Are we allowing great works of art to disintegrate?

Are we allowing great works of art to disintegrate?

From shopping centres and schools, to our greatest buildings, it is claimed many of Britain's best murals are being allowed to disintegrate.

The Twentieth Century Society is campaigning to save artwork from the post-war building boom.

"We are losing a whole chapter of our art history," says campaign director, Catherine Croft.

Ray Howard Jones's An Eye For The People located on the Western Mail building in Cardiff, has recently been destroyed.

So too has Barbara Jones's Adam Naming The Animals at Yewlands School in Sheffield.

Redevelopment and rebuilding has seen artworks across Britain reduced to rubble while others have just gradually faded.

"We are knocking down a lot of the buildings on which these buildings were originally painted - a lot were in schools and the Rebuilding Schools Programme has demolished some," Ms Croft says.

"A lot were in local authority buildings, publicly funded buildings and with the recession there isn't the money to keep them going - it's a really difficult time for murals."

Forgotten art

In the 1970s Robert Lenkiewicz's huge Elizabethan mural on the Barbican was a tourist attraction. Today you can barely see it.

Attempts are now being made to reawaken interest in our public art.

A conference on the topic has just taken place in London and an exhibition of the best of British mural art from 1920 to 1970 is currently on display at the Fine Art Society.

Many of the works are not mentioned in catalogues and some have been almost entirely forgotten.

In the Welsh seaside town of Colwyn Bay, the local council has just discovered the remains of murals on its derelict Victoria Pier.

They date from the 1930s, by the artists Eric Ravilious and Mary Adshead and have been covered in both wallpaper and a thin layer of plaster.

A bid is in with the Heritage Lottery Fund to restore both the pier and the murals.

Other works can be found on a shopping centre in Redditch, a tower block in Gosport and at Sunderland University.

'Great works'

One of the problems, campaigners say, is convincing people that art on shopping centres, schools and streets may be great works.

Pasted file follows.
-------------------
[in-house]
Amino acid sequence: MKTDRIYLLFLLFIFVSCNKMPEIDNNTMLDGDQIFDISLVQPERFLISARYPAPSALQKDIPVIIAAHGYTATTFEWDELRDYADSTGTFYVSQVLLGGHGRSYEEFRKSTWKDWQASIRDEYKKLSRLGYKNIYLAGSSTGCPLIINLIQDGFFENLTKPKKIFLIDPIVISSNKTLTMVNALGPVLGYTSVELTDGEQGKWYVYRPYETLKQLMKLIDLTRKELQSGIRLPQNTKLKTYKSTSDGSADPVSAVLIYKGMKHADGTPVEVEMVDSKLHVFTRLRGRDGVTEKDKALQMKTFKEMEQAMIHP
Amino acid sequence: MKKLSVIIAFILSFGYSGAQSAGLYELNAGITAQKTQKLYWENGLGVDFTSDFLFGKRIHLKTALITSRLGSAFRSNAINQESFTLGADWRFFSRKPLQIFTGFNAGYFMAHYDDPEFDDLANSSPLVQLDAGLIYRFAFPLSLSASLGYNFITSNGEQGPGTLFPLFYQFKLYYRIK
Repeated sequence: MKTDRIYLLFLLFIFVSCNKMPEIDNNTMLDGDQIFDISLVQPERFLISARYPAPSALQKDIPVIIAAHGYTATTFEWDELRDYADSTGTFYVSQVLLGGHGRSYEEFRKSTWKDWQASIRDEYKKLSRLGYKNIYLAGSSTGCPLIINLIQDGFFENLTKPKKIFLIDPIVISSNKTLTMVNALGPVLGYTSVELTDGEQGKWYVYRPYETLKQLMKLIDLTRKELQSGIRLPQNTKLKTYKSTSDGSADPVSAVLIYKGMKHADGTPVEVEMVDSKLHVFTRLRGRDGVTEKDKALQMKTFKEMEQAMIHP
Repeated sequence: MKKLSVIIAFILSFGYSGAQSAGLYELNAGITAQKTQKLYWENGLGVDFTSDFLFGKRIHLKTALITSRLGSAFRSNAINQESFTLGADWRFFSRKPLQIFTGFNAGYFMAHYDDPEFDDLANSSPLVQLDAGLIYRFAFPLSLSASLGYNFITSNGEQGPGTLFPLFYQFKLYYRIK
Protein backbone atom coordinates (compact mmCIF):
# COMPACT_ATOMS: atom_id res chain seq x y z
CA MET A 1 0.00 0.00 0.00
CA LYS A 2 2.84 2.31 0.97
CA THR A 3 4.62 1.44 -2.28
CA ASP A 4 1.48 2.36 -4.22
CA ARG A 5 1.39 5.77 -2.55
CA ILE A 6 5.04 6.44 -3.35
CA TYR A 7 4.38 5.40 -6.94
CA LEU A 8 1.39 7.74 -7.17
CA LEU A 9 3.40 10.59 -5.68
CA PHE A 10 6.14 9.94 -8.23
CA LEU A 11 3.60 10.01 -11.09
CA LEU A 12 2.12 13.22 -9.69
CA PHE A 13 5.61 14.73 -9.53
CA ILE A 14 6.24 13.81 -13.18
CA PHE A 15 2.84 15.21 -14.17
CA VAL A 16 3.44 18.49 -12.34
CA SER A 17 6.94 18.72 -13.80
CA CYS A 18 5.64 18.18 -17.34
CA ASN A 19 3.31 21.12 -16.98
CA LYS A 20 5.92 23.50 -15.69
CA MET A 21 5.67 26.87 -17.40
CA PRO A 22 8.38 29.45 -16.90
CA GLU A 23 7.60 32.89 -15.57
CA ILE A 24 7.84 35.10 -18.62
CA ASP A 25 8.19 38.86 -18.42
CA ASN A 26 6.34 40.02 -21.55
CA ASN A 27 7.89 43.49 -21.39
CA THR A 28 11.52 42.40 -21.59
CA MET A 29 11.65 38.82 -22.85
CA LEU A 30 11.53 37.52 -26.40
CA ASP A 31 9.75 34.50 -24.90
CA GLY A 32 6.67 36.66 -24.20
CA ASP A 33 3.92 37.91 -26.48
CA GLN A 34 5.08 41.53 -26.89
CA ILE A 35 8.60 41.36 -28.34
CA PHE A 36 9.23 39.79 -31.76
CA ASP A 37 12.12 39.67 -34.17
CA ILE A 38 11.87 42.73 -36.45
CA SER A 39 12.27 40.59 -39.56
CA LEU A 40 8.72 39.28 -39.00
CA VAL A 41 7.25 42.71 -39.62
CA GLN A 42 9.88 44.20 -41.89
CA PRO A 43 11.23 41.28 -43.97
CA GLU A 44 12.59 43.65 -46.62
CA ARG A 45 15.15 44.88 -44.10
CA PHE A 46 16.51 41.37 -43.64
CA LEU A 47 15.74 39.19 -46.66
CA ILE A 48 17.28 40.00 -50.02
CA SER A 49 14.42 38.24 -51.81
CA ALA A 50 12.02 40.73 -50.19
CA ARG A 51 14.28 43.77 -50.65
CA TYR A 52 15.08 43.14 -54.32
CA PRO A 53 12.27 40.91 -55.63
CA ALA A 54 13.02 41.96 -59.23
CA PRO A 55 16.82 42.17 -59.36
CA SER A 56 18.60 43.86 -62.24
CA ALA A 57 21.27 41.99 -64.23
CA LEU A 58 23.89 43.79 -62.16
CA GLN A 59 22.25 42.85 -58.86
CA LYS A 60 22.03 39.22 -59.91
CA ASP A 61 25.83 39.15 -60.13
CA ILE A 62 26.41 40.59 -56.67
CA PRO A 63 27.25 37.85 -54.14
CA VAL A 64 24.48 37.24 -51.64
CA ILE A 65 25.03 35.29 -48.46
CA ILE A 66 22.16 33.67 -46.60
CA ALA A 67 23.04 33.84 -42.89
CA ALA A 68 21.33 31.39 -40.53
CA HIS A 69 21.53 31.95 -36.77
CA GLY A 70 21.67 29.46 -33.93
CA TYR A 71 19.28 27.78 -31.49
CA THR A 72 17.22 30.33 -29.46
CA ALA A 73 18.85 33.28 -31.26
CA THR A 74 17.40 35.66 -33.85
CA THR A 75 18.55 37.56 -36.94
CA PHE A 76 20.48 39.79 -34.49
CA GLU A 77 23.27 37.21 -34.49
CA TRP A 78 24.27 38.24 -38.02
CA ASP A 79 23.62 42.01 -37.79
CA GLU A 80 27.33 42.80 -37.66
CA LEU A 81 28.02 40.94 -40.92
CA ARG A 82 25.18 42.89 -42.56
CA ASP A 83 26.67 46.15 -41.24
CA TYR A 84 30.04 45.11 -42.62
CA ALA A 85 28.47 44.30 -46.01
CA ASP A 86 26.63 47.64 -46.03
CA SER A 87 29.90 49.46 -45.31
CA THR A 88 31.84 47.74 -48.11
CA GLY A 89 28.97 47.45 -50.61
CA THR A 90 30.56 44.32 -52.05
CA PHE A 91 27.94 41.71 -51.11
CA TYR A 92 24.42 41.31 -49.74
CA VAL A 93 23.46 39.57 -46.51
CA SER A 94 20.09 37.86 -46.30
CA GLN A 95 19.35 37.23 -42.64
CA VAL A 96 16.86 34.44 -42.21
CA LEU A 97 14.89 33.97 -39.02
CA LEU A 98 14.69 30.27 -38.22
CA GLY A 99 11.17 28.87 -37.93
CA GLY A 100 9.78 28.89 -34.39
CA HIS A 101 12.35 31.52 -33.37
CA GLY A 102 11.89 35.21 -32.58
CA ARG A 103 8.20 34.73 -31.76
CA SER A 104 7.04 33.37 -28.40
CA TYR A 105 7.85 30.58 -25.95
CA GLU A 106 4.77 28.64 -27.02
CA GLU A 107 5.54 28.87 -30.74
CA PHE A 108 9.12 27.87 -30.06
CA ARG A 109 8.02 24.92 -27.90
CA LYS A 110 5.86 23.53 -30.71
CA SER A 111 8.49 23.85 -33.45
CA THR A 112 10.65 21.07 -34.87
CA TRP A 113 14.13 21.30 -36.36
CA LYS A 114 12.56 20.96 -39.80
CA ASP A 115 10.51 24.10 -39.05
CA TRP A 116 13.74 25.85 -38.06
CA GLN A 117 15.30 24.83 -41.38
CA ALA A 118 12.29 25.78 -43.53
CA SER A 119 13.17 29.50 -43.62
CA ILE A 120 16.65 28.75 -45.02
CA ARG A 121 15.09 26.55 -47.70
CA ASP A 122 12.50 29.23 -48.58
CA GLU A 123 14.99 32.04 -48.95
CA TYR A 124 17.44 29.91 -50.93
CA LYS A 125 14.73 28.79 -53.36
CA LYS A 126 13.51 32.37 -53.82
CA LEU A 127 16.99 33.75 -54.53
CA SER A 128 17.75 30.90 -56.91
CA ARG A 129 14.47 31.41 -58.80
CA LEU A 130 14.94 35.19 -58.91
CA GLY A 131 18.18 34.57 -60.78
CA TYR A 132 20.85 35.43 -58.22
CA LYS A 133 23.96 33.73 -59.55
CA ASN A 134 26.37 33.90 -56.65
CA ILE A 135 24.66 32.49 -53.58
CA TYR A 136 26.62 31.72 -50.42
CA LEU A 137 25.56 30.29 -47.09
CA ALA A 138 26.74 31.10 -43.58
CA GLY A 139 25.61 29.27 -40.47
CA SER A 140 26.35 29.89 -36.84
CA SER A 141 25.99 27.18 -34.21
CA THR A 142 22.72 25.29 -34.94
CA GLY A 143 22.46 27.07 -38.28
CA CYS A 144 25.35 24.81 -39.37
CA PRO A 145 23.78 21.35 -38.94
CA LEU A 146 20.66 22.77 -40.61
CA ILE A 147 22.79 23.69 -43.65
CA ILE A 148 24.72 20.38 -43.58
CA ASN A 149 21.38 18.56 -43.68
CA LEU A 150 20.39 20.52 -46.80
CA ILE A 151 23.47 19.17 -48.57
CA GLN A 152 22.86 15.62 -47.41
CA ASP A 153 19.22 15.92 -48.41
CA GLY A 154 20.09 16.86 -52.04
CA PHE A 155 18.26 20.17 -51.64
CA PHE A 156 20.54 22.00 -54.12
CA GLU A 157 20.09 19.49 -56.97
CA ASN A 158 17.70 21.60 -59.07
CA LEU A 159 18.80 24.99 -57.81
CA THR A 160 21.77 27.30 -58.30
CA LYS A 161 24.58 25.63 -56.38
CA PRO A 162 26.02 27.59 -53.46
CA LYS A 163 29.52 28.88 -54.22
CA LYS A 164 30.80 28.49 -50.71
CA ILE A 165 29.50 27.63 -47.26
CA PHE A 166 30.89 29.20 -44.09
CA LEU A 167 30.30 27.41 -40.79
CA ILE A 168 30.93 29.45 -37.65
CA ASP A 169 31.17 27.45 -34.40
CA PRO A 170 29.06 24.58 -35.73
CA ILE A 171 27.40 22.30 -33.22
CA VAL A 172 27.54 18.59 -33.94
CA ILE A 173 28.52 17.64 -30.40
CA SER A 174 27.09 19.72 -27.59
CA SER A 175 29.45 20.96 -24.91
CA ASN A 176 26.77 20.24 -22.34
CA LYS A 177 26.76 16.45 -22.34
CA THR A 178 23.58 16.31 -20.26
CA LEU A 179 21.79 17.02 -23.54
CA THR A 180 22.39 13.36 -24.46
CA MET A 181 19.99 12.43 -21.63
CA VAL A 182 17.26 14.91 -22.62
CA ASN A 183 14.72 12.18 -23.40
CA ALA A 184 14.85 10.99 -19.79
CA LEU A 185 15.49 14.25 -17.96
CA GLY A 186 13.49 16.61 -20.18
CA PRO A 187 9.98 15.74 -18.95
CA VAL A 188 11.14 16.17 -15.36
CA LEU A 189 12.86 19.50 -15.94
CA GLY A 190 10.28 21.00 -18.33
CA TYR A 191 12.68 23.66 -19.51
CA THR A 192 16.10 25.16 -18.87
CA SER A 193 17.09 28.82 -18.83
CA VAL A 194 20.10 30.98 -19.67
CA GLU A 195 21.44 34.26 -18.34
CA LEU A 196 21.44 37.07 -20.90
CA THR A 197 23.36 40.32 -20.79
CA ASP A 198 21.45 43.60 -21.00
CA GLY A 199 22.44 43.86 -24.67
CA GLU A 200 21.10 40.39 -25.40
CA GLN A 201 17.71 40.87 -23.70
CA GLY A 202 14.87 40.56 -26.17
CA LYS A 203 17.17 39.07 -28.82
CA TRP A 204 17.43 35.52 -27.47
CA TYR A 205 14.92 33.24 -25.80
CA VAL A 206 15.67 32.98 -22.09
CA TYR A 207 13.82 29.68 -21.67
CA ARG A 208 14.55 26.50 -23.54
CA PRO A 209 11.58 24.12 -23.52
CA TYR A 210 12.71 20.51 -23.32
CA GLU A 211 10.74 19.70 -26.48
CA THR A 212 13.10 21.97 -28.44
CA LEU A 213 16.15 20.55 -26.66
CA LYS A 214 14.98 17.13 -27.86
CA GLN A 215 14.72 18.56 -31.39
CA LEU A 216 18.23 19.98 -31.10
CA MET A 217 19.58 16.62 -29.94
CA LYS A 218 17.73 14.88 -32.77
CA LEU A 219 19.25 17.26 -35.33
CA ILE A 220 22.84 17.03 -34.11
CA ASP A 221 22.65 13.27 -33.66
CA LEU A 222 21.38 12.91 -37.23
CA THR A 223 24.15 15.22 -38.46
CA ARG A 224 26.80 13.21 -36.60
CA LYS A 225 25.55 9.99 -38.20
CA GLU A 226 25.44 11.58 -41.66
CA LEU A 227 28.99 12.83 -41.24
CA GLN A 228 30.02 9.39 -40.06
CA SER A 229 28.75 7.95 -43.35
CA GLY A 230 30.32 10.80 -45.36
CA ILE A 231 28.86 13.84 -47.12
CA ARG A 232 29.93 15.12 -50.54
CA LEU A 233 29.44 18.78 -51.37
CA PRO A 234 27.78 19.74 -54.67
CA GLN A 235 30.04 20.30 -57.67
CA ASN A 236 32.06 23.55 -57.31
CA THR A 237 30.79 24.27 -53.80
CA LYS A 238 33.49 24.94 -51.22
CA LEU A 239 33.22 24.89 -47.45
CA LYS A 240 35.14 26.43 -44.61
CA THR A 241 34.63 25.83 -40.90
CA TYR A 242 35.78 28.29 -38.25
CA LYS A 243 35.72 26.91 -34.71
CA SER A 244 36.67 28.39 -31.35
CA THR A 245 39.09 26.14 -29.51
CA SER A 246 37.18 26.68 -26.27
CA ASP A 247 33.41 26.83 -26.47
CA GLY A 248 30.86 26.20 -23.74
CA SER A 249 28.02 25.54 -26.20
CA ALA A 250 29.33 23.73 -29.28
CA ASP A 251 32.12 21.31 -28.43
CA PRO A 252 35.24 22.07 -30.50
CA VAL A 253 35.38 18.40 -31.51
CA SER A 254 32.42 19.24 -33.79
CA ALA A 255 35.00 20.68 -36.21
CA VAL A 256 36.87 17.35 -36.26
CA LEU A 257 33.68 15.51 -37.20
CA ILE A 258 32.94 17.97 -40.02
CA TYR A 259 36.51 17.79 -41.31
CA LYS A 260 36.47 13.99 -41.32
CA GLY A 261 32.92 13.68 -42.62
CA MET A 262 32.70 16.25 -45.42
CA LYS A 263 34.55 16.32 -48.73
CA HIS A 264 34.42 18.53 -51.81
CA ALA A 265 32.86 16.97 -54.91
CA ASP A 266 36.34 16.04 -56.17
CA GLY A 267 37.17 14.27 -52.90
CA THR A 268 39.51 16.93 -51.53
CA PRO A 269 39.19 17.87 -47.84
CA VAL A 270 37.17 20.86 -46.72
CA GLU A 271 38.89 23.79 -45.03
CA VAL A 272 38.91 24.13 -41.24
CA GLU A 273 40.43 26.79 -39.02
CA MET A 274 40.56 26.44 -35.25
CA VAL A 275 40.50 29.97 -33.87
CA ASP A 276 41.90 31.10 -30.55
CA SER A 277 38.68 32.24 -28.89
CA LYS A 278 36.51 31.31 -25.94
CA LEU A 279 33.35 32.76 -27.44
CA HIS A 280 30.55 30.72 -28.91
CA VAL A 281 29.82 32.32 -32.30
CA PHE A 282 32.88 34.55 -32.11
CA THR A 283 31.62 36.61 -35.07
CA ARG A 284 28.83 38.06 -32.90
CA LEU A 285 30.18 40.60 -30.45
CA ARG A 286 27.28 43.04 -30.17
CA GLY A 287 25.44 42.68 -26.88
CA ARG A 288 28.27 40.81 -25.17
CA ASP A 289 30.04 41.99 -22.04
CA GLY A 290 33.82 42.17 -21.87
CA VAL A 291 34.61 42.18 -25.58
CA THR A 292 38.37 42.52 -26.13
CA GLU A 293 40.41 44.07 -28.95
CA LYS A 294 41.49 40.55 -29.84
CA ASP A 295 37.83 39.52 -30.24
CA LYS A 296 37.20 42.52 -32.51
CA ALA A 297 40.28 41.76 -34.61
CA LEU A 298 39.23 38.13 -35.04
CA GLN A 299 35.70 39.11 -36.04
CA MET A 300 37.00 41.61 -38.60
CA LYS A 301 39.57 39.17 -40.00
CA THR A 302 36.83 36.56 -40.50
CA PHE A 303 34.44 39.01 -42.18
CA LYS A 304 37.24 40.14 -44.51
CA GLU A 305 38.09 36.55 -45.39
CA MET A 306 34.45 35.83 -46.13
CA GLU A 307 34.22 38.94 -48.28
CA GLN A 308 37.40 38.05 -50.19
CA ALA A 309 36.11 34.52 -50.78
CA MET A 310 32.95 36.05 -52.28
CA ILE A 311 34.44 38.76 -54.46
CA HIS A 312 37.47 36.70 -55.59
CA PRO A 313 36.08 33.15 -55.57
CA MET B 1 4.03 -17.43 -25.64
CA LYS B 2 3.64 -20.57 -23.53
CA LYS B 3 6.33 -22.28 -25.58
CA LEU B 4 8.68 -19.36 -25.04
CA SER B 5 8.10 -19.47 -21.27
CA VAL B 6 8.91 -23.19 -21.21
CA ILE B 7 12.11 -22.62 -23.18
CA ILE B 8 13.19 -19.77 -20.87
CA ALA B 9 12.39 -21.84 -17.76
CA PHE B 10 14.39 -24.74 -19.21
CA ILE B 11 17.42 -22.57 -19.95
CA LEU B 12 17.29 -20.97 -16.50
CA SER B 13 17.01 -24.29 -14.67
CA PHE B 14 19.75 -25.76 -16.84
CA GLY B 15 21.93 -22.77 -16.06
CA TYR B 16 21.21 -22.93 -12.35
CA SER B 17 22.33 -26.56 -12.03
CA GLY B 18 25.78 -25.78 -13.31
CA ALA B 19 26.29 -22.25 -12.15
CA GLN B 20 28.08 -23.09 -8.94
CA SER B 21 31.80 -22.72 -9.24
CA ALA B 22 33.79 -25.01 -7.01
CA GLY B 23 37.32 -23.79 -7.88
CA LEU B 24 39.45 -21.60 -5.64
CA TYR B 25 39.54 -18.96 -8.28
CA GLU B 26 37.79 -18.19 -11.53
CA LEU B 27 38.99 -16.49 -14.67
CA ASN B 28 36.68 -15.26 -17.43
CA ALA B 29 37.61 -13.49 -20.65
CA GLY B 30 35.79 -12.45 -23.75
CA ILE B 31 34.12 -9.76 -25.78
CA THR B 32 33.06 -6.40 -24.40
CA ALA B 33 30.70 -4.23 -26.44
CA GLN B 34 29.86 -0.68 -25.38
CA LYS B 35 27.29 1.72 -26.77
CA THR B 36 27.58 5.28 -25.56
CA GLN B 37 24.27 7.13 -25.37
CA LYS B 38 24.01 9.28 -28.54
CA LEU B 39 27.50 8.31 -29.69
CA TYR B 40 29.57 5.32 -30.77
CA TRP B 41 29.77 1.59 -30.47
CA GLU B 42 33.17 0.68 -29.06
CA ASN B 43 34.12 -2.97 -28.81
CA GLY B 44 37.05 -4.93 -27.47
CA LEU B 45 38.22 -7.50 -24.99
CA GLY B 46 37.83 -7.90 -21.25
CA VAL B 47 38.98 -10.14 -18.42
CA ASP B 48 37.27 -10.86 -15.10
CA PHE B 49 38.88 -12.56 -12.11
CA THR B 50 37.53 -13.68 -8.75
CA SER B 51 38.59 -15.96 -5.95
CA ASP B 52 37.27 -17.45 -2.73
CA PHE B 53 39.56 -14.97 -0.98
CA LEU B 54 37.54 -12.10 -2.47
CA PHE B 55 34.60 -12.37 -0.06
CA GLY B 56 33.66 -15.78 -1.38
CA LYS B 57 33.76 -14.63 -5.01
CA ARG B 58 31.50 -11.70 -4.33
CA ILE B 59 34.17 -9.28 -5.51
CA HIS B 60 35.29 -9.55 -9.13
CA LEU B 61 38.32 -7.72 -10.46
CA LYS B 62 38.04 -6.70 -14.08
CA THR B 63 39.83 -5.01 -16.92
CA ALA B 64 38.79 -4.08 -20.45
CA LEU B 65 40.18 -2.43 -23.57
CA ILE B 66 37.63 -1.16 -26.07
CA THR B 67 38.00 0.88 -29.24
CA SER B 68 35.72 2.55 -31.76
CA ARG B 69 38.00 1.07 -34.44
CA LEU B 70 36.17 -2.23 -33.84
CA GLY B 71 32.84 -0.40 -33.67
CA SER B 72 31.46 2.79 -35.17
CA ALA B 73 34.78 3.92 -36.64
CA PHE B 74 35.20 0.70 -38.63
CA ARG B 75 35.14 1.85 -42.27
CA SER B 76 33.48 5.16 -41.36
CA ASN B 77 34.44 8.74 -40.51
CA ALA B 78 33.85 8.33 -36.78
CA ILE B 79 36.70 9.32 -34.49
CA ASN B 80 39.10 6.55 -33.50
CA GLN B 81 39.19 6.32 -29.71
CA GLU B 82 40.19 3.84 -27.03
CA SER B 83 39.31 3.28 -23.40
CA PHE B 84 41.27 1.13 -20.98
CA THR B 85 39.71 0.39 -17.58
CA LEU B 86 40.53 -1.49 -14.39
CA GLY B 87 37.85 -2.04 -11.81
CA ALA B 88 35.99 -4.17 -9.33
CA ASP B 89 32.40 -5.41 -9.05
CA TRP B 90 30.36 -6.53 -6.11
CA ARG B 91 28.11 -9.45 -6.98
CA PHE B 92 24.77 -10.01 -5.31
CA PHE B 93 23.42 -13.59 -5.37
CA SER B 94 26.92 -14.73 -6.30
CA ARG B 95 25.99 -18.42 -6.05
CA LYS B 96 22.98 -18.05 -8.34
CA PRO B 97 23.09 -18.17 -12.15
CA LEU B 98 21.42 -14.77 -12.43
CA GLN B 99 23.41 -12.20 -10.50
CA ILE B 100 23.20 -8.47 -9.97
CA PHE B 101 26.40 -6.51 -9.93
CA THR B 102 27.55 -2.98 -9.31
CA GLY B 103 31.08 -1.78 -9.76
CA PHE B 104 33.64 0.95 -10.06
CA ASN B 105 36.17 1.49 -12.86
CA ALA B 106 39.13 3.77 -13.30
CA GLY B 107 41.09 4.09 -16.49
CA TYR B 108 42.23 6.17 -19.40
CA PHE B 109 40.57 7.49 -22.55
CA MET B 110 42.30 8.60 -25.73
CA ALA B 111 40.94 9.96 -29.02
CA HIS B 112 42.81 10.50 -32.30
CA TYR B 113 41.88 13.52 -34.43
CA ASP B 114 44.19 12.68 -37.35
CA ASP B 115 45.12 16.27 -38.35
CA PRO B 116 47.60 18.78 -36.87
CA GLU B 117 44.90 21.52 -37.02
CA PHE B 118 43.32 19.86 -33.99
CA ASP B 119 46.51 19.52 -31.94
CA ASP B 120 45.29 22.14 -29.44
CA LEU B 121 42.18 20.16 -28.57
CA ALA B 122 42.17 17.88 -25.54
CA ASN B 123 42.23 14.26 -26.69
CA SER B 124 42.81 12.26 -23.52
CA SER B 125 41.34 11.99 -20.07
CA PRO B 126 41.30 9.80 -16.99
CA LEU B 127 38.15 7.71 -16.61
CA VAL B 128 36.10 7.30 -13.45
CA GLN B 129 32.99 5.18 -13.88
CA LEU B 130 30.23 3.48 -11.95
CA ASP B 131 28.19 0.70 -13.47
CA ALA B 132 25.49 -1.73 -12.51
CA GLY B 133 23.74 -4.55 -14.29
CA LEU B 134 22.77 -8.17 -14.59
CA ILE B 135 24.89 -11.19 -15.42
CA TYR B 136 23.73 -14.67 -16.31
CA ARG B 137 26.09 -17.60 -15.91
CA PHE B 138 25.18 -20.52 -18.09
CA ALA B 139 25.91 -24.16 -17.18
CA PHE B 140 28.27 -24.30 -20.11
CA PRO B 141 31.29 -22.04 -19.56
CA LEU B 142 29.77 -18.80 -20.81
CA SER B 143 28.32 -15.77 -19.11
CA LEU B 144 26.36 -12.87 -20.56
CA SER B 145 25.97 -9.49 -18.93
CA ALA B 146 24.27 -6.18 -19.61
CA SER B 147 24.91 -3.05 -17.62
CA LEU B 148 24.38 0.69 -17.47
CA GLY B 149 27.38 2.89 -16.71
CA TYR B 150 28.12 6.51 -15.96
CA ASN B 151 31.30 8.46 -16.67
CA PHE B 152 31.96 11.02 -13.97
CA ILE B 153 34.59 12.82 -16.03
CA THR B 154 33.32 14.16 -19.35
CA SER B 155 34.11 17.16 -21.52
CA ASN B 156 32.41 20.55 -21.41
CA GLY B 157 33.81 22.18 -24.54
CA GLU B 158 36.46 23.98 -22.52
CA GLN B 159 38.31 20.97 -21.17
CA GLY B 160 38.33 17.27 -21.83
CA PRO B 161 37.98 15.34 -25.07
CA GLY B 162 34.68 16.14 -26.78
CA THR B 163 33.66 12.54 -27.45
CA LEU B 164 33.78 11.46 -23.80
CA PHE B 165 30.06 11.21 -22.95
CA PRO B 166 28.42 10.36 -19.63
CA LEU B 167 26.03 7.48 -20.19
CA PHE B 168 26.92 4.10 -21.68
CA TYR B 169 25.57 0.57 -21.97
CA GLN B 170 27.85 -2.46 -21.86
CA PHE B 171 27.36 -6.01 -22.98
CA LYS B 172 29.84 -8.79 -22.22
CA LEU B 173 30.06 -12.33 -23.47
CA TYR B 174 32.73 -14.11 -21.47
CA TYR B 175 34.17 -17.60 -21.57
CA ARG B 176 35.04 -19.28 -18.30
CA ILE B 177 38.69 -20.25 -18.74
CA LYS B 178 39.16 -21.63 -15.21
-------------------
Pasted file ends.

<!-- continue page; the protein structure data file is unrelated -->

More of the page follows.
Murals are big in the US too, particularly during the 1930s. Part of President Roosevelt's New Deal was to get artists back to work, which often happened through the commissioning of giant murals in cities throughout the country.

The Mexican artist Diego Rivera became an art superstar with his left-wing, communist inclined wall paintings.

The initiative kept artists such as Willem De Kooning from poverty and it was to be the making of Jackson Pollock, who took what he learned from the muralists about throwing paint against a wall and turned it into a modern movement called abstract expressionism.

"We are just not taking them seriously enough," Ms Croft says. "They are really great works and they ought to be treated well, ideally kept in the buildings for which they were first created.

"But they are enormous and it's very difficult to find somewhere to put them where they wont get damaged."

Among the Twentieth Century Society's list of notable works is a mural on the Co-op in Ipswich, although the artist is a mystery.

In the post-war era mural art was taken very seriously.

Between the 1920s and the 1970s some of Britain's greatest artists were employed to create murals for buildings, streets and public spaces.

John Piper was given £1,200 (around £1.50 per sq-ft) in 1951 by the organisers of the Festival of Britain to created a 794 sq-ft painting.

The resulting piece - The Englishman's Home - was created in his garden using household paint and was seen by millions on the banks of the Thames in London.